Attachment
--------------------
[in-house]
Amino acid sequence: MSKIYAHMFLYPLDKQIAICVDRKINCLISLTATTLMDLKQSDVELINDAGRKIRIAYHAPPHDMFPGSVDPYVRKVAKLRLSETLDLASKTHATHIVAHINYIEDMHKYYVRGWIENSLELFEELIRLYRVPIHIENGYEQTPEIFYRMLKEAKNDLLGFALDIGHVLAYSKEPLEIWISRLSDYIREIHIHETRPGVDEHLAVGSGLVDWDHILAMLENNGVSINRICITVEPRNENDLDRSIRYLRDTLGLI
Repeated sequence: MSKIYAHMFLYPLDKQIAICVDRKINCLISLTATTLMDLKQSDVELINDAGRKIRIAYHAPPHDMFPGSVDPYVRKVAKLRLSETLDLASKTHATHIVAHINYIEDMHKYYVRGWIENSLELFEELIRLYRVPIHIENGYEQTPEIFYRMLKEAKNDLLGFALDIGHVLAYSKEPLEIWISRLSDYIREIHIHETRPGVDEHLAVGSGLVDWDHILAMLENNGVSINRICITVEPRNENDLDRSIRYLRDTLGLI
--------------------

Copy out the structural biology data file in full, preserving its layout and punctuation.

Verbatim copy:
[in-house]
Amino acid sequence: MSKIYAHMFLYPLDKQIAICVDRKINCLISLTATTLMDLKQSDVELINDAGRKIRIAYHAPPHDMFPGSVDPYVRKVAKLRLSETLDLASKTHATHIVAHINYIEDMHKYYVRGWIENSLELFEELIRLYRVPIHIENGYEQTPEIFYRMLKEAKNDLLGFALDIGHVLAYSKEPLEIWISRLSDYIREIHIHETRPGVDEHLAVGSGLVDWDHILAMLENNGVSINRICITVEPRNENDLDRSIRYLRDTLGLI
Repeated sequence: MSKIYAHMFLYPLDKQIAICVDRKINCLISLTATTLMDLKQSDVELINDAGRKIRIAYHAPPHDMFPGSVDPYVRKVAKLRLSETLDLASKTHATHIVAHINYIEDMHKYYVRGWIENSLELFEELIRLYRVPIHIENGYEQTPEIFYRMLKEAKNDLLGFALDIGHVLAYSKEPLEIWISRLSDYIREIHIHETRPGVDEHLAVGSGLVDWDHILAMLENNGVSINRICITVEPRNENDLDRSIRYLRDTLGLI